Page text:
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Please note: this is a beta-version of the Faecal Waste Flow Calculator; this tool is currently being tested in several countries. We invite you to use the tool and send us your feedback. You can send your questions or suggestions to

What is the tool about?

A pressing concern for authorities in cities worldwide is the ever-increasing volumes of faecal waste amassing in their cities. Even when everyone uses a toilet, human faecal waste captured in non-sewered onsite sanitation facilities often ends up in neighbourhoods, drains, rivers, fields and on beaches. How can cities improve their sanitation conditions? Mapping of shit flows is part of the solution.

This fast and simple-to-use tool offers an easily understood representation of the volumes of faecal waste safely dealt with in a city, at each stage of the sanitation chain and also a scorecard analysis of other more qualitative data on governance and enabling factors.

Why is it important?

Often municipalities and policy makers already know that there are problems with the management of faecal waste in the city. The advantage of the tool is that it is able to confirm these gut feelings by providing the required evidence. The findings of the rapid assessment can reveal some of these serious problems and help city planners raise a number of concerns relevant for sanitation planning. The tool is also able to quantify these challenges; it allows municipalities and decision makers to evaluate the current sanitation situation and see what is most in need of improvement. It helps them to identify possible solutions, map out scenarios and make the most effective use of available funds.

It is particularly useful as an advocacy or influencing tool. National and local government often see faecal waste management as an end-of-the-chain issue instead of an integral part of all the different steps in the sanitation service chain. When budget is allocated to sanitation it is often for infrastructure, like the construction of treatment plants, and much less on making sure the faecal waste actually gets there. Getting insight into what happens with the faecal waste flows from capturing it in a toilet until safe disposal or re-use is crucial to support local government. Thanks to the information generated by the tool local government can plan and budget for faecal waste management based on real problems and risks.

By continuing to use the tool after the initial assessment, there is the potential for a city's situation to be monitored over time. Reports generated can be compared easily since the results will be in the same format.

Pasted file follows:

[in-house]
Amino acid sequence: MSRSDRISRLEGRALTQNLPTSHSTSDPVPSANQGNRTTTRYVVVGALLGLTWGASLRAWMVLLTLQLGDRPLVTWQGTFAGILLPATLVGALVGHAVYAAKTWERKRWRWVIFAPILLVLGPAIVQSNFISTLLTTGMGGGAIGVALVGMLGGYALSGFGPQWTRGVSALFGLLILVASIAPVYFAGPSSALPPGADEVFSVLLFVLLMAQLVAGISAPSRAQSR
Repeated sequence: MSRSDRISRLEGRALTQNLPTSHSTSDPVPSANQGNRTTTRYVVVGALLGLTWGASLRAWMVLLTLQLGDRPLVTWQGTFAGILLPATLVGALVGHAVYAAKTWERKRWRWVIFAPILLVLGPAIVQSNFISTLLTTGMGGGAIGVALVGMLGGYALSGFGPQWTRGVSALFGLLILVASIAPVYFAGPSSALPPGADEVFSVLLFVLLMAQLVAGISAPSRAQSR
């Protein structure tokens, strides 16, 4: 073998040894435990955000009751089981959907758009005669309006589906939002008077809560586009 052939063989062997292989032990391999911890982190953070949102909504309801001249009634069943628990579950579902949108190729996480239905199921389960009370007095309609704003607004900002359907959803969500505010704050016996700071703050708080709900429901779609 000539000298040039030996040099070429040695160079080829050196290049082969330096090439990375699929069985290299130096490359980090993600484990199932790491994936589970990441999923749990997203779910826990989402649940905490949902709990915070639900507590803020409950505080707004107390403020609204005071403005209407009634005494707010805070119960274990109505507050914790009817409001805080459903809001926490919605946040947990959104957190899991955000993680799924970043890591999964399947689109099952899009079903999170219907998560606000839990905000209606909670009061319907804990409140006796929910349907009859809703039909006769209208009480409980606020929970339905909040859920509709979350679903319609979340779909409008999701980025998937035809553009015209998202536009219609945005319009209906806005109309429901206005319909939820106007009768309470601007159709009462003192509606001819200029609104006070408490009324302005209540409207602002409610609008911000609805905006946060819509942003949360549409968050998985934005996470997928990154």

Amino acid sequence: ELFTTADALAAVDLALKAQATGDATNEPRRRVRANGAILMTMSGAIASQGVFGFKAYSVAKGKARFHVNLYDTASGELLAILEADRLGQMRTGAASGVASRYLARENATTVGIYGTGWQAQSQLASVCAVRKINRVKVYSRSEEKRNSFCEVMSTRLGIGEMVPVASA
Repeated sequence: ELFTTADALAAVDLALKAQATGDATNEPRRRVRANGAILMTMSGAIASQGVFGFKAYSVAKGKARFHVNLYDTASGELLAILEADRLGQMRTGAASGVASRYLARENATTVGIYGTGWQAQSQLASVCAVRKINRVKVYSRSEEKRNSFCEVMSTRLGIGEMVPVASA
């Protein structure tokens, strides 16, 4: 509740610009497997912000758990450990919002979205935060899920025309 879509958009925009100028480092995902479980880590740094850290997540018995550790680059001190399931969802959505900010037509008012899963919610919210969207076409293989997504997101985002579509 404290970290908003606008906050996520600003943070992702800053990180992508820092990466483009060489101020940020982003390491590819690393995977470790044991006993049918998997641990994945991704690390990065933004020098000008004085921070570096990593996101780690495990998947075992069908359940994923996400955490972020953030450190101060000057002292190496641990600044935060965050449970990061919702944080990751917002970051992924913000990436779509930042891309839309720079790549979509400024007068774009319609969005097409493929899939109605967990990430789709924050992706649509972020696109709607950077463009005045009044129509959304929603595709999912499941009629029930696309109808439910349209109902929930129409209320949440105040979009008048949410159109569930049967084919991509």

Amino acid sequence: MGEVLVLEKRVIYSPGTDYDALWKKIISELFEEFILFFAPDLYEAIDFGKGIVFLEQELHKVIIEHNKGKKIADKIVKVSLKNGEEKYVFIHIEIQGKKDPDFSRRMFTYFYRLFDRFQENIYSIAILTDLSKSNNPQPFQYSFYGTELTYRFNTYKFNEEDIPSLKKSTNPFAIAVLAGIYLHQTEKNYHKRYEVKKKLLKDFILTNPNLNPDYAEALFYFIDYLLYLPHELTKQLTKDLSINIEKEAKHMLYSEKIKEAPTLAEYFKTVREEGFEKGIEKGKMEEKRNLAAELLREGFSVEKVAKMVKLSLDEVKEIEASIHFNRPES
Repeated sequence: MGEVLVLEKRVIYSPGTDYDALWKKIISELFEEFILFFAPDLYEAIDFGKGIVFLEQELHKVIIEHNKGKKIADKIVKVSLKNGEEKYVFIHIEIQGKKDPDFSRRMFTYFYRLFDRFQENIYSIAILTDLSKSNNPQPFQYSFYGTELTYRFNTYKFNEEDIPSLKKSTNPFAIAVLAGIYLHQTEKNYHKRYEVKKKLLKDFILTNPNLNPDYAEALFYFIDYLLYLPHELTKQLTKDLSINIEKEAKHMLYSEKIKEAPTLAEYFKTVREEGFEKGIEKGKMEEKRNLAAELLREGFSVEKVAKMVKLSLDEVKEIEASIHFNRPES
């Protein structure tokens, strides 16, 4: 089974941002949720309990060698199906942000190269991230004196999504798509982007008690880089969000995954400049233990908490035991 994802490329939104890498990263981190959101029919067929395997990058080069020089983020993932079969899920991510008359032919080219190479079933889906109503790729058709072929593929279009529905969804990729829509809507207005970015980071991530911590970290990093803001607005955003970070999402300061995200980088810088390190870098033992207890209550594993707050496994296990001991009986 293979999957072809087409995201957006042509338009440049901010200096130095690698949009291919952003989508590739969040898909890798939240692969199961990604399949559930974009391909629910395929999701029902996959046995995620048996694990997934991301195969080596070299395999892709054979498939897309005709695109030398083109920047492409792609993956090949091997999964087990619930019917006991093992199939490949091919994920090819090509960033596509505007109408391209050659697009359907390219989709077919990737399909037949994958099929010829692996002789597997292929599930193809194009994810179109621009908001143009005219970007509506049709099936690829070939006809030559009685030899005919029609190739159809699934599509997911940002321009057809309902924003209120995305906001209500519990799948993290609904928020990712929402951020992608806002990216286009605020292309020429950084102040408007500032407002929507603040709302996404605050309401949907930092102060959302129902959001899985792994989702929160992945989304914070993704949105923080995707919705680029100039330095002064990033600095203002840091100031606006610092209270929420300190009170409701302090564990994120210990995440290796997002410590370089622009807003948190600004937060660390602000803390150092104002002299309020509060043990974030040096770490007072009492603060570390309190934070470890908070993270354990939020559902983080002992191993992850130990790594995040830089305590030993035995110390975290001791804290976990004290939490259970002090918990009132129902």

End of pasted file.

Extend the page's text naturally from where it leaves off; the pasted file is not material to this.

This tool was produced to fill a gap in the existing tools. At the time (mid-2015) there was no rapid assessment available which looked at faecal waste management in terms of the sanitation chain, and no tool which incorporates both quantitative volumes and the qualitative aspects. The tool was inspired by the visualisation example of the Shit Flow Diagram which was developed by the World Bank/WSP and further developed by the SFD Promotion Initiative.

How does it work?

The tool calculates volumes of faecal waste as well as faecal sludge volumes and assesses what needs to be in place for safe sanitation service provision.The volumes of faecal waste lost between each of the six links in the sanitation chain: capture, containment, emptying, transport, treatment, and safe use or disposal is the main focus of the tool since this will be the main aspect which affects public health and will therefore be of the greatest importance. The capture and containment sections incorporate not only household data but also out-of-home facilities for for instance commuters and travellers into a city. The volume calculations for each link show the decrease in faecal waste (and faecal sludge) volume along the chain, and the tool shows the link where most faecal waste is lost, posing the greatest threat to inhabitants. The tool is also able to quantify these problems, helping to identify possible solutions and map out scenarios. 

Secondary data - accepted by the local stakeholders - is used. This data is collected by working with local government and others involved in sanitation service provision. It is essential to have a cooperative municipality, willing and able to provide information and entry points/contacts for information and spot checks in the field.Then the whole exercise can be undertaken within ten days, including visual reporting.